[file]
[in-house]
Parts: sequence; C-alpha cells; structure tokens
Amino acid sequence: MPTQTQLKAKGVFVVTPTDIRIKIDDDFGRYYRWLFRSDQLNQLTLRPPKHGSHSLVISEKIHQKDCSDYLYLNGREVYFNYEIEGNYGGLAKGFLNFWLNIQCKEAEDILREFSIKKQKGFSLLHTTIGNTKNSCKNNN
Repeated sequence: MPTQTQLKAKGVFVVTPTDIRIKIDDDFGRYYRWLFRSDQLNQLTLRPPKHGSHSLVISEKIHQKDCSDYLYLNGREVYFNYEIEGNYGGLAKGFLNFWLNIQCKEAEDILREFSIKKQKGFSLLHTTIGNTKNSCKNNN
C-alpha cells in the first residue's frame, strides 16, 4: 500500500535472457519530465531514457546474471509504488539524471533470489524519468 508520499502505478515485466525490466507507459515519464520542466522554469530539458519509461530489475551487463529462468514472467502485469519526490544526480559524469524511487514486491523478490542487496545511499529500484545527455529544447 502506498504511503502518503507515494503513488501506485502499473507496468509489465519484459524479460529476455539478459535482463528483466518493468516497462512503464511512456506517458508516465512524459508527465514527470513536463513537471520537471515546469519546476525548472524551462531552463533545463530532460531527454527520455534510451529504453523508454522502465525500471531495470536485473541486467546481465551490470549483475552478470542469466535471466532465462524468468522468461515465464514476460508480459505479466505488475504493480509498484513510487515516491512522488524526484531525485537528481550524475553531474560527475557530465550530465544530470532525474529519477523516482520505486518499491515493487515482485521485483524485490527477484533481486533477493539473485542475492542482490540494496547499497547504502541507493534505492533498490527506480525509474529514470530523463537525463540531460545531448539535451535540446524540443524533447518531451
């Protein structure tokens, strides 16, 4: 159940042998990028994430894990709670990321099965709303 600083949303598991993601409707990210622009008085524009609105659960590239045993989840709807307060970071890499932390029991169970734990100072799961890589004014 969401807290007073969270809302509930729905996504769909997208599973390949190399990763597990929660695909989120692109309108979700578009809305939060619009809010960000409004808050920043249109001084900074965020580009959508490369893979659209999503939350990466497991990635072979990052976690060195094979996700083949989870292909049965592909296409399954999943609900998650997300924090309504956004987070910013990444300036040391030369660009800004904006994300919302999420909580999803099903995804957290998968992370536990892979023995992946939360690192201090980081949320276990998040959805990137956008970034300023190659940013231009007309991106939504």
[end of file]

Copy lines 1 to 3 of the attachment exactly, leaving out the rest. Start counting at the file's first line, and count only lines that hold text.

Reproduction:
[in-house]
Parts: sequence; C-alpha cells; structure tokens
Amino acid sequence: MPTQTQLKAKGVFVVTPTDIRIKIDDDFGRYYRWLFRSDQLNQLTLRPPKHGSHSLVISEKIHQKDCSDYLYLNGREVYFNYEIEGNYGGLAKGFLNFWLNIQCKEAEDILREFSIKKQKGFSLLHTTIGNTKNSCKNNN